April 7, 2021
3L Andy Hyman Wins the Beverly Hills Bar Foundation Annual Rule of Law Writing Competition Grand Prize
Please join us in congratulating 3L Andy Hyman! His Law Review article, "The Problem with Johnson and Lemond: Irreconcilable Science and the Brady-Napue No Man's Land," was named the Grand Prize winner of the 2021 Beverly Hills Bar Foundation Rule of Law Writing Competition!
This annual competition encourages law students to integrate Rule of Law concepts into their writings. According to the competition website, papers may be on any topic, either directly discussing an aspect of the Rule of Law, demonstrating how the Rule of Law affected the topic, defining the Rule of Law, criticizing the Rule of Law, or demonstrating the economic, social, or political effects of the Rule of Law.
Here's a sneak peek of his article, as summarized by Andy:
This note examines irreconcilable testimony given by a forensic scientist in two successful murder prosecutions by the same Orange County office—and how judicial applications of Brady v. Maryland and Napue v. Illinois have evolved to frustrate a criminal defendant seeking post-conviction relief based on a prosecutor's failure to disclose previous contradictory testimony by an expert. It proposes an adjustment of the materiality standard when this particular circumstance makes falsity apparent (but difficult to pin to one specific statement), as well as an expansion of a Napue-based precedent to account for the presence of one expert in otherwise unconnected trials. Read the full article here.
He shared, "The experience of writing this article was everything I hoped it'd be: getting in the weeds with trial transcripts, tracking witnesses through multiple cases, finding startling information hidden in footnotes of opinions, and learning a lot about prosecutorial misconduct, criminal procedure, and evidence—subjects that I hope are central to my future career as a lawyer."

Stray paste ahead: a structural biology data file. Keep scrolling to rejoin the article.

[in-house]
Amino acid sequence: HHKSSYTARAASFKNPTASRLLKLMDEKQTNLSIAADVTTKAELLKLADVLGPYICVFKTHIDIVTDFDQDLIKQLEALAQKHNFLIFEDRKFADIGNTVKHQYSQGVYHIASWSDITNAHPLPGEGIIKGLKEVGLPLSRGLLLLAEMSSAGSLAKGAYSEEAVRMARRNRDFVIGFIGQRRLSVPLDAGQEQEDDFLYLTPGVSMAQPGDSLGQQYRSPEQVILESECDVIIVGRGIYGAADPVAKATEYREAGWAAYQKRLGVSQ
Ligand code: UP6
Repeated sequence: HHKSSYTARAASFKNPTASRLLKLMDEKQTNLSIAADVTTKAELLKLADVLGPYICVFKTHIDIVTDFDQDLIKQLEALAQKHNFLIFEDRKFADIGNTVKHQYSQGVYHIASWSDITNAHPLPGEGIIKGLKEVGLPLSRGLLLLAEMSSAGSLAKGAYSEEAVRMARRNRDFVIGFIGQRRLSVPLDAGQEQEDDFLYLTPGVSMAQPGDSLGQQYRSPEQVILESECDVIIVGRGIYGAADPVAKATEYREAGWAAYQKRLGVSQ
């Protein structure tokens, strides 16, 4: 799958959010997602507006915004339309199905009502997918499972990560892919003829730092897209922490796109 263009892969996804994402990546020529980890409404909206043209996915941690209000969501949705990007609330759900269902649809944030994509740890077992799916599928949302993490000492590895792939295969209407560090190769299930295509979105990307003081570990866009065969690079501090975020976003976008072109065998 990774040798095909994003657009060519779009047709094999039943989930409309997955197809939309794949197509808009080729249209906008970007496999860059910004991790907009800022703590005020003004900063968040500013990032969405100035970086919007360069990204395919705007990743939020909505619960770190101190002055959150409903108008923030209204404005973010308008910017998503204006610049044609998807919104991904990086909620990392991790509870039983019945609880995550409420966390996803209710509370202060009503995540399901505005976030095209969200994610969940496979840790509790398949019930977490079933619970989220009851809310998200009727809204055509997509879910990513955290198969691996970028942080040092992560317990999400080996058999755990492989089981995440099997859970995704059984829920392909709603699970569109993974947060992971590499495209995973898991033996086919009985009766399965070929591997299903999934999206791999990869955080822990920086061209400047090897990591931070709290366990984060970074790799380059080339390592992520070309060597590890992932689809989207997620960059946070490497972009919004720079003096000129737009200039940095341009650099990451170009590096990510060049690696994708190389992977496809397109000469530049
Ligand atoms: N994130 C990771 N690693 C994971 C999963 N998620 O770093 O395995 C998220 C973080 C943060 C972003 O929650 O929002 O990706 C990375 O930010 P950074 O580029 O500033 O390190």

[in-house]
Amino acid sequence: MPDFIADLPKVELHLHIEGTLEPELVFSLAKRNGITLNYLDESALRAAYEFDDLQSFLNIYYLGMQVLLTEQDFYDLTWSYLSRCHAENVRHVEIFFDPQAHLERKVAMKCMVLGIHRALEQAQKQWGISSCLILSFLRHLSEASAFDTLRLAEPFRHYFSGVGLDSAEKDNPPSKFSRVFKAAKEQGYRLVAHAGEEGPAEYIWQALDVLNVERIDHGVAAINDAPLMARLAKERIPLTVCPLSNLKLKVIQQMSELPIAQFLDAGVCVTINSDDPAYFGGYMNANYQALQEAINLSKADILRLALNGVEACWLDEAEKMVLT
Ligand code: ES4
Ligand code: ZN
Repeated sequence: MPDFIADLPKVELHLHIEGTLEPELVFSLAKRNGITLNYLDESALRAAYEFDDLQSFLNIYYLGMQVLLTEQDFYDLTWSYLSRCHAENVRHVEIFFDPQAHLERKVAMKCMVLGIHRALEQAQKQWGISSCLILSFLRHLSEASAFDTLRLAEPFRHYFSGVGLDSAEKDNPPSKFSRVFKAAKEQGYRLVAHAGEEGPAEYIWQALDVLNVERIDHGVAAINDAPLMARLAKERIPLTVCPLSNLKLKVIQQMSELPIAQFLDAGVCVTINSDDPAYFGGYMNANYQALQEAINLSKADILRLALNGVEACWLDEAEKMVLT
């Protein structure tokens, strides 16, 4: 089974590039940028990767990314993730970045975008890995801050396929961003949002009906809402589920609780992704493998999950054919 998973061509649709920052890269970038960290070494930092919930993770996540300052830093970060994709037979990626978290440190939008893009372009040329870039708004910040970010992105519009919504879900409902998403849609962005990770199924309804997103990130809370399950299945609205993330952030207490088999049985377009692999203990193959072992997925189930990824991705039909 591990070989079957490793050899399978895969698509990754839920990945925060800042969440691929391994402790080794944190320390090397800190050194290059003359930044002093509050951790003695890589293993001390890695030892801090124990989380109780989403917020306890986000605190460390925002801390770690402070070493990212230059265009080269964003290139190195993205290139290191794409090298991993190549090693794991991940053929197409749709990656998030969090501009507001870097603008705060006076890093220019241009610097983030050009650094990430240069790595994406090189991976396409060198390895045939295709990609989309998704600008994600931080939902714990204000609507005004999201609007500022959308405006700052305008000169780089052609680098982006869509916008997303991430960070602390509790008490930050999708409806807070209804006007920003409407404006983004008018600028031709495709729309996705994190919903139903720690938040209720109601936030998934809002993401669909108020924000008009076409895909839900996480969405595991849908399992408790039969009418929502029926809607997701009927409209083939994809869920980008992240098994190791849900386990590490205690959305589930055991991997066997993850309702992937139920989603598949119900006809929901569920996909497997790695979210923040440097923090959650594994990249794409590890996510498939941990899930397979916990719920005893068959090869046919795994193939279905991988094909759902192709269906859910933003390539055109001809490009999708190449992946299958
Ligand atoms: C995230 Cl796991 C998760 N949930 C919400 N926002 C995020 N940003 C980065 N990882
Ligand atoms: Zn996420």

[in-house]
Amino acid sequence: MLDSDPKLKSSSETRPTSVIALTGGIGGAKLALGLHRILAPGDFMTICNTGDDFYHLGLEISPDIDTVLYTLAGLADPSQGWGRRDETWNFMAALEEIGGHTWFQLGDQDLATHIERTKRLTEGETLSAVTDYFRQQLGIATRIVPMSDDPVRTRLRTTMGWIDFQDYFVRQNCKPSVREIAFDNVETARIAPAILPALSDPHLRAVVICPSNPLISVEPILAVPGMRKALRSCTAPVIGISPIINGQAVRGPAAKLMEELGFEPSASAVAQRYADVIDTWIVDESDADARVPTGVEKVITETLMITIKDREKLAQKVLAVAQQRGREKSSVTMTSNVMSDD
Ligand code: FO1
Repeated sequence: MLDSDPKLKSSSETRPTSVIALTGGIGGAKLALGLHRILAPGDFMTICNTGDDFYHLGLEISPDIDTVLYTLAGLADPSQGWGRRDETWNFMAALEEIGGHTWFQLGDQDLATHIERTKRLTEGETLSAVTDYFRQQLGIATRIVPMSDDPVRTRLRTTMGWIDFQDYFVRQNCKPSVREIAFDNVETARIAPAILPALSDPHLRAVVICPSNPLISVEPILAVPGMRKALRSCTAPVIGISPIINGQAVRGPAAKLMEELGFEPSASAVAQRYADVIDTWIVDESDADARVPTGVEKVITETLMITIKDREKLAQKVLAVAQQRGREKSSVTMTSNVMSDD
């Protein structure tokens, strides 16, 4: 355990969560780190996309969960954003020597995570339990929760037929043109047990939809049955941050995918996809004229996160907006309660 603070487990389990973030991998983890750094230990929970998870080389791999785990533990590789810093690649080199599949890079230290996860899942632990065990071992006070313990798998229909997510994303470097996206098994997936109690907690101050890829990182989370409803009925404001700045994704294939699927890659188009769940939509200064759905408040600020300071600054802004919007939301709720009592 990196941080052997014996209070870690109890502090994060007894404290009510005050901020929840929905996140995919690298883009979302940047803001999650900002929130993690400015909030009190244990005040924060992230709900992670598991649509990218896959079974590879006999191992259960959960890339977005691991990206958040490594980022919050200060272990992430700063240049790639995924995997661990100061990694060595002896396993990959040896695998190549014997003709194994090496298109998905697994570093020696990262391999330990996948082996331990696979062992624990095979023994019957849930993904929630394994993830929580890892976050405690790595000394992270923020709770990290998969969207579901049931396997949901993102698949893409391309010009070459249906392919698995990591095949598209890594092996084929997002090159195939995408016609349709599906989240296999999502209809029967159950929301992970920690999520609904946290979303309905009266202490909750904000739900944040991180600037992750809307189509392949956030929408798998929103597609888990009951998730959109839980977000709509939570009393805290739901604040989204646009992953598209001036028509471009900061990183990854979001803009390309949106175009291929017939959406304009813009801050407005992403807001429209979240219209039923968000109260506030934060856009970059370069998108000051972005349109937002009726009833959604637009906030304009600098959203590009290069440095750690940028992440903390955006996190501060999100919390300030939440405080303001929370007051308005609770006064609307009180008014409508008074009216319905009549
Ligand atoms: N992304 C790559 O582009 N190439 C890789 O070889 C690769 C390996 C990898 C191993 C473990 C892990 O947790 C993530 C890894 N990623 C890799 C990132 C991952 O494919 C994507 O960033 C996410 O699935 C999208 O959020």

"If that's all I'd gotten out of this process, I'd have been thrilled, but winning this award provides some real validation for the high level of work we get to pursue as Law Review students and staffers, and for the strength of our journals here at Southwestern. And, even better, it might bring more attention to the plight of two criminal defendants who had something pretty disconcerting happen during their trials, and who are both still in prison today. I'm so grateful I had the opportunity to dedicate a portion of my second year at Southwestern to this process and to see it yield such exciting and unexpected results."
- 3L Andy Hyman
Andy is a 3L Traditional Day student pursuing an interest in criminal appellate and post-conviction litigation. He spent his 2L year as a certified law clerk in Southwestern's Youth Offender Parole Clinic and his second summer as a Judge Harry Pregerson Public Service Fellow working at the California Appellate Project – Los Angeles. At CAP-LA, he drafted opening briefs for clients appealing their felony convictions in the Second Appellate District. He has served as a Dean's Fellow, teaching assistant to Professors Kathryn Campbell and Beth Caldwell, and research assistant to Professor Michael Dorff. Andy is currently a Southwestern Law Review Notes and Comments Editor and an extern at the Office of Staff Attorneys for the U.S. Court of Appeals for the Ninth Circuit, working in both the immigration and civil divisions.
Congratulations, Andy, on your outstanding work! We are so incredibly proud and will be cheering you on when the awards are presented at the BHBF/ABA April 22nd Law Day event.